"Chanello's is the only fucking plan. It's 2:30 am." My friend Dean finished his joint and threw me his keys. I assumed he wanted me to drive his car to Chanello's, the pizza spot two miles off campus. A few of us had just finished ingesting a baking sheet of the finest of pot brownies.
"Bro," I told him, "I am in no condition."
"Does anyone want to drive?" Dean yelled, his voice echoing throughout the row house.
After a round of rock paper scissors, we settled on our friend Roy*. He wasn't someone I knew as well as the rest of the group, but that didn't matter. All that did matter was that slice of chicken supreme pizza.
It only took a quarter of a mile before things went horribly wrong. Roy was waiting to make a left turn at a red light and saw a police cruiser flying down the street in the opposite direction, lights flashing. Roy panicked and ran the red light into oncoming traffic, hopped the median, and skidded onto a grassy access road before coming to a stop on someone's front lawn. We were in shock—the only sound was Roy, hyperventilating in the driver's seat. We learned something that night: Weed gives Roy really bad highs.
We knew, of course, that driving or riding with someone who is impaired is dangerous. But dangerous can quickly become deadly if your driver is having a bad high. Everyone has different reactions to weed depending on the strain or whether it's eaten instead of smoked. We're like pothead snowflakes—no two people have the same exact high or physiological response.
Three main factors play into the effect a drug has on you—the drug itself, the person who uses it, and the environment you're in, says Beatriz Carlini, a senior research scientist at the Alcohol and Drug Abuse Institute at the University of Washington. In the case of weed, specifically, your reaction is influenced by everything from the drug's cannabinoid profile to your genetics, mental health status, and mood. "Using cannabis on a Sunday afternoon in a quiet environment with close friends around can feel different from using it at a loud party with strangers," Carlini says.
Bad highs are sometimes labeled "overdoses," but that term can be misleading—implying that there's a point of no return. In fact, no deaths have ever been reported from a marijuana overdose, according to the DEA. And while more people are smoking weed regularly, a CDC report found that fewer of us are abusing it. But even if it's not ripping you apart physically, a bad high can still feel like a debilitating anxiety attack, which is why it's important to know how to deal with someone in the throes of one.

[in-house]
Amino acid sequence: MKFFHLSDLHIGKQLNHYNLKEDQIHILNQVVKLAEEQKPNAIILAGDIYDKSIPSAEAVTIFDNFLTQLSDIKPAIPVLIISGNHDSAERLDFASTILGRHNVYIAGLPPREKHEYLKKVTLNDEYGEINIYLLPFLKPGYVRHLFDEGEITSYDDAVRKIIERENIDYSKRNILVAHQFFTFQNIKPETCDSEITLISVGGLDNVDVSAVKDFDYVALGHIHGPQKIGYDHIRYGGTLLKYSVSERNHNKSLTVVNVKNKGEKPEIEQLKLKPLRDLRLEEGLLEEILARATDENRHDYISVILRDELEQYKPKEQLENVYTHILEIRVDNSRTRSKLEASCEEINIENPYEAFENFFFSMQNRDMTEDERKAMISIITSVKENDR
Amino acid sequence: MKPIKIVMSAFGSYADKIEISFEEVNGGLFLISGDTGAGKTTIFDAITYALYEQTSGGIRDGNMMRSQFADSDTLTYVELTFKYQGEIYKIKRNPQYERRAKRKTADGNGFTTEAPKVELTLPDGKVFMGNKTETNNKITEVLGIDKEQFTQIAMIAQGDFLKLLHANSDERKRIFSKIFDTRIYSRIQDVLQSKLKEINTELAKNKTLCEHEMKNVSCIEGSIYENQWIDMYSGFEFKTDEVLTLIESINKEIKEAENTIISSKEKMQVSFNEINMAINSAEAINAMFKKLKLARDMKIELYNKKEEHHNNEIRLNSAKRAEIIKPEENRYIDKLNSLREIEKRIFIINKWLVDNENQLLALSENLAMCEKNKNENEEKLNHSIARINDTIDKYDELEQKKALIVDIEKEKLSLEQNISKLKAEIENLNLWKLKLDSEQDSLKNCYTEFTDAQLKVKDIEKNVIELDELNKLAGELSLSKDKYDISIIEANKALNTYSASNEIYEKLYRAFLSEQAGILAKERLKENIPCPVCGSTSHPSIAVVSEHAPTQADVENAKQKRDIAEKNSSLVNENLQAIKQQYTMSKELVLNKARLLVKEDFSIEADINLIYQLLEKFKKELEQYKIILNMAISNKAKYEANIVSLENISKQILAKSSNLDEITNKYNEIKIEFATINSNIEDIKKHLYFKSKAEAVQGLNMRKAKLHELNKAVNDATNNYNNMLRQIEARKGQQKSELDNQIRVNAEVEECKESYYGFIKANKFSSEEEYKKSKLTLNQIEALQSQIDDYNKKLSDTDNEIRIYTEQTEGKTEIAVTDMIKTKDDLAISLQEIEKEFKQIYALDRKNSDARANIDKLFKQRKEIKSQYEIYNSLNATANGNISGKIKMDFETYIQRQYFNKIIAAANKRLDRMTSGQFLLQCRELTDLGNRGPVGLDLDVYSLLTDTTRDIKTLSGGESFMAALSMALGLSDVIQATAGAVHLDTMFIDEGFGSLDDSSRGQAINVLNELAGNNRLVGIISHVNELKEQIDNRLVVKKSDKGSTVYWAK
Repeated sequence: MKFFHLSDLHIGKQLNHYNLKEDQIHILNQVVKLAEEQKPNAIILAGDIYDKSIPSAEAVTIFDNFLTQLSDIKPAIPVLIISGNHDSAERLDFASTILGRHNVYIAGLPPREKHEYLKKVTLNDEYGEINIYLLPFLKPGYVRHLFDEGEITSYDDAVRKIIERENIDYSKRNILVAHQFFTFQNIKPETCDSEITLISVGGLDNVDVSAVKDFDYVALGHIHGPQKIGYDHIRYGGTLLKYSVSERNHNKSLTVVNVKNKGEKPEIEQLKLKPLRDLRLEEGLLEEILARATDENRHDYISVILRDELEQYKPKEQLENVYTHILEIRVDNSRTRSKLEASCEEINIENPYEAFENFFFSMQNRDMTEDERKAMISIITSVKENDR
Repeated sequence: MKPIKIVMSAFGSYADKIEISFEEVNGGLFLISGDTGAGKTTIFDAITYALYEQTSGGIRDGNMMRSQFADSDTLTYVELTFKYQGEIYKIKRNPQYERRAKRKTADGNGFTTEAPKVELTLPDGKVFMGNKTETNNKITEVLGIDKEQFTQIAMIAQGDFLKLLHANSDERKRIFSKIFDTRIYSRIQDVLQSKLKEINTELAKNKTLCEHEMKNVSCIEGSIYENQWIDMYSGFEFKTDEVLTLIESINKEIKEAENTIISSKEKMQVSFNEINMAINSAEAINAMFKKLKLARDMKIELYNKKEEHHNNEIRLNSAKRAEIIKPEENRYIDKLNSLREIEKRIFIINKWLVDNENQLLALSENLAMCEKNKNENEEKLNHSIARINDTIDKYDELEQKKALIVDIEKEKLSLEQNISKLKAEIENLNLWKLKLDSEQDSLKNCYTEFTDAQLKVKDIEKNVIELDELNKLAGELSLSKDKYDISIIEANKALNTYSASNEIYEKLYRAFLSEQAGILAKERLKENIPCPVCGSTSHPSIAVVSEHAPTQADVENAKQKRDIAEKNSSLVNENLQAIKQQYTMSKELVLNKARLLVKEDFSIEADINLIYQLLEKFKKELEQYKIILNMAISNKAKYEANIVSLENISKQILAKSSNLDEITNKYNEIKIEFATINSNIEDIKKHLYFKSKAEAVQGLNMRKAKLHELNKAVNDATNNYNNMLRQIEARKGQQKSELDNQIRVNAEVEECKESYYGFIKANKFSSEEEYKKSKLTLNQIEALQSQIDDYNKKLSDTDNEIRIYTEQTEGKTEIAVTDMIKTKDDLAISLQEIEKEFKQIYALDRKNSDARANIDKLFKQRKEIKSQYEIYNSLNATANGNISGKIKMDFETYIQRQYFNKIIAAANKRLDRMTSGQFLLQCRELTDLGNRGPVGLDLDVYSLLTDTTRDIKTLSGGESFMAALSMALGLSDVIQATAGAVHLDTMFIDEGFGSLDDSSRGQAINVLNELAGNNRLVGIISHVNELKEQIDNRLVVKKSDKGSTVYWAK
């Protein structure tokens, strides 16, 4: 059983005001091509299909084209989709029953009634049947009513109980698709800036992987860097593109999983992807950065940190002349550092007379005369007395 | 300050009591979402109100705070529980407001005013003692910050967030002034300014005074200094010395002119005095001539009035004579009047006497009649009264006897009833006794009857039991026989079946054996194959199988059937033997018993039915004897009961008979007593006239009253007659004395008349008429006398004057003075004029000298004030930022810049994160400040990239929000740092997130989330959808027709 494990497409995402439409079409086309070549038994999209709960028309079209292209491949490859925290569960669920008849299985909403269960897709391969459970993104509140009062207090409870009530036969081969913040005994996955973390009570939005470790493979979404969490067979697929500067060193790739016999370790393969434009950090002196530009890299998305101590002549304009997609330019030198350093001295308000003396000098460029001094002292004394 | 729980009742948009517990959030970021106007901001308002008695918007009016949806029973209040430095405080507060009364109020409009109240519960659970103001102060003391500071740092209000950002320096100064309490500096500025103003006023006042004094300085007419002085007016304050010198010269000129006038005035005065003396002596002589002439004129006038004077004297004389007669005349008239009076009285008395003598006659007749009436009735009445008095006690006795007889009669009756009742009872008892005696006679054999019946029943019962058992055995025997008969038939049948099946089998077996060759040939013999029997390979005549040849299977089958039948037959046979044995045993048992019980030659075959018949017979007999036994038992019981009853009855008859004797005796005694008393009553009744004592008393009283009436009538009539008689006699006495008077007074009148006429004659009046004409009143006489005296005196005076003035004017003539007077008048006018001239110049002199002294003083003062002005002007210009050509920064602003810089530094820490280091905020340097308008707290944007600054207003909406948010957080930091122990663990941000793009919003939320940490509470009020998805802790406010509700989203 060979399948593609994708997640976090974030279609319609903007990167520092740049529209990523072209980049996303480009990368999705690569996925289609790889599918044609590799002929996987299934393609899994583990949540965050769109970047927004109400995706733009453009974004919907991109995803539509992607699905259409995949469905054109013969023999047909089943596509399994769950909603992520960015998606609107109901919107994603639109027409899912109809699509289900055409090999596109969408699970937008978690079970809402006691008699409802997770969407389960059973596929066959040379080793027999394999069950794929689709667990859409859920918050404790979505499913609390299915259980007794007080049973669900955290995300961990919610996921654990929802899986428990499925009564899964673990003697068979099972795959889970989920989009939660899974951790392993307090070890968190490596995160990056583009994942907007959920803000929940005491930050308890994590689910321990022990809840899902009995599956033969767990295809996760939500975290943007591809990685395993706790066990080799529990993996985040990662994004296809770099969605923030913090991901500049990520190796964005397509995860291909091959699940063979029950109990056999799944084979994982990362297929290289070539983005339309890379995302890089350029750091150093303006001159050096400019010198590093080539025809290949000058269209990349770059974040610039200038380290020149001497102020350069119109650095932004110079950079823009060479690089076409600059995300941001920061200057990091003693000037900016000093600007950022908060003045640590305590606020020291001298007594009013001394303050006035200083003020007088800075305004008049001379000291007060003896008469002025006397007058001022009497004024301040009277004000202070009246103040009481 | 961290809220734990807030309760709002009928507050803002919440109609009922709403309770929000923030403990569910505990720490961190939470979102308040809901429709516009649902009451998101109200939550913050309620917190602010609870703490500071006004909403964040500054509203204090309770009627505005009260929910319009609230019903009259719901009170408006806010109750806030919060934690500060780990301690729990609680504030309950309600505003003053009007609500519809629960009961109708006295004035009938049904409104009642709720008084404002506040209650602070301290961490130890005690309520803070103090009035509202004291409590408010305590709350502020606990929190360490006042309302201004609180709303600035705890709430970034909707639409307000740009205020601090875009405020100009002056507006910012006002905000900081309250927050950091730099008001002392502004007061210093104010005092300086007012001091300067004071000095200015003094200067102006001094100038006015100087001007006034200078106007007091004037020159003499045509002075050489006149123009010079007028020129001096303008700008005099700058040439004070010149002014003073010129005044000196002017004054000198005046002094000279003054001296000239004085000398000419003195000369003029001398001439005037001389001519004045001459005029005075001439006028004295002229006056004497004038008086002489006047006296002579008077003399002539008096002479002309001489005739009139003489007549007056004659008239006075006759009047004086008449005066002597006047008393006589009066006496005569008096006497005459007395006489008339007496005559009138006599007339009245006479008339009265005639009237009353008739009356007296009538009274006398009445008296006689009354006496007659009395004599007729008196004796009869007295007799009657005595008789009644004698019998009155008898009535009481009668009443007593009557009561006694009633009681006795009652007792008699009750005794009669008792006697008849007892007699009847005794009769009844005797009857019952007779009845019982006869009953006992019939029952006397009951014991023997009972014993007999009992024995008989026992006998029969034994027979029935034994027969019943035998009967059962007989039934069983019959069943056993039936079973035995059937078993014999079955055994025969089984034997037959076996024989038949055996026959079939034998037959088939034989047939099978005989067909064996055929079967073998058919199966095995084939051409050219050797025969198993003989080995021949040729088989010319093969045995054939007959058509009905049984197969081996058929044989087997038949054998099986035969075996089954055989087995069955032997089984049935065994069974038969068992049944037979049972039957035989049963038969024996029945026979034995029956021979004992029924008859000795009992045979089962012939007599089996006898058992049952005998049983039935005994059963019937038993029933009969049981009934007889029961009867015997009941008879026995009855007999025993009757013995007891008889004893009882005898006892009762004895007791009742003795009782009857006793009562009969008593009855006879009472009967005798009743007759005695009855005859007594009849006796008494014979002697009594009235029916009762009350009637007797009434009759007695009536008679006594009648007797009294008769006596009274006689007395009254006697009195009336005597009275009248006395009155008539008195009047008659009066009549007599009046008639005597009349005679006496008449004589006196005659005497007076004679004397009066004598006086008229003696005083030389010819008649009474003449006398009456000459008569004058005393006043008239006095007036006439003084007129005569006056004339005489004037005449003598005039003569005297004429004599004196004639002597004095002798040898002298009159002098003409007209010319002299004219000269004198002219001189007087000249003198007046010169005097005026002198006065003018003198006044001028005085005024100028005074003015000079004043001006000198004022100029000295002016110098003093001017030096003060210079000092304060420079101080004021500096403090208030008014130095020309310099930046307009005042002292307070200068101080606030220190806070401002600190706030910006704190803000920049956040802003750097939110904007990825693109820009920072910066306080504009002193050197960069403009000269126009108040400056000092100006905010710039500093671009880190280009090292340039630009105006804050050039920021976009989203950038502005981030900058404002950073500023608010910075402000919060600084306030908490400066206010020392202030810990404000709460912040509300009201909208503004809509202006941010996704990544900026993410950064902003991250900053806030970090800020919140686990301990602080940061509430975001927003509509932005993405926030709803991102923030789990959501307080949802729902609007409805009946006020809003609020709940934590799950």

"A lot of people just go by these urban myths they hear about helping people who are freaking out," says Cliffard Sussman, a psychiatrist and professor at George Washington University. "They don't use approaches based on evidence."
If your friend is just getting a little spooked, Carlini suggests reminding them that their discomfort is temporary. "The best advice is to calm them down," she says. "Tell them it'll pass with time—that it's okay. Reassure the person having the bad reaction." But if someone is having bad high to the point where they're being combative, Sussman says, move them into a space where they can't hurt themselves—or you. "Pick a location where knives or other weapons aren't present. You might move furniture. You have to attempt to remove all possible dangers and consider all possible scenarios," he says. "Marijuana can be unpredictable."
At first, I bristled at Sussman's alarmist tone—after all, weed's most salient effect is to help you chill. But bad highs do occasionally bring on manic behavior in susceptible people. In Colorado and Washington state, Carlini says, calls to poison control centers related to cannabis intoxication have increased since legalization. And while I'm a cannabis advocate, I'm not a recreational smoker because of the negative experiences I've had—some of which made me lose my coordination, and even hear things that weren't there.
In Roy's case, the stimulative factors included a three-ton motor vehicle, oncoming police lights, and sirens. Roy told me later that he'd never had a bad high like the one he'd had that night, and I believed him. But what he didn't tell me before that night was that he'd been diagnosed with PTSD after his mother died in a car accident; Roy had been in the car. His psychological trauma, when mixed with psychedelic drugs, turned out to be a recipe for disaster. And we didn't know enough at the time to get him into a space where he couldn't "harm himself or others." So we did the exact opposite of what a medical professional would have suggested. (To be fair, we were also 21.)
After his car came to a halt on the neighbor's lawn that night, Roy wasn't doing well. He had sweat through his shirt, and was only mumbling slightly in response to his name. We considered taking him to the campus hospital, but didn't want to overreact. Taking our ordeal public didn't seem like a wise decision either—but as Sussman warned me, sometimes it's necessary.
"If you're dealing with someone else's bad high [and] think the marijuana could be laced, going to the hospital can be the only viable option," he says. "At the hospital, vital signs can be checked, certain diagnoses can be ruled out." But since the rest of us had ingested the same weed without incident, we'd all assumed there wasn't anything un-kosher about our stash. We got the car off the lawn before another cop rolled by.
I remembered that, during my bad highs, total silence helped my body shut down and brought me peace. So we had Roy switch to the passenger side, and we reclined his seat. Then we took the keys out of the ignition, and called his girlfriend to drive us home.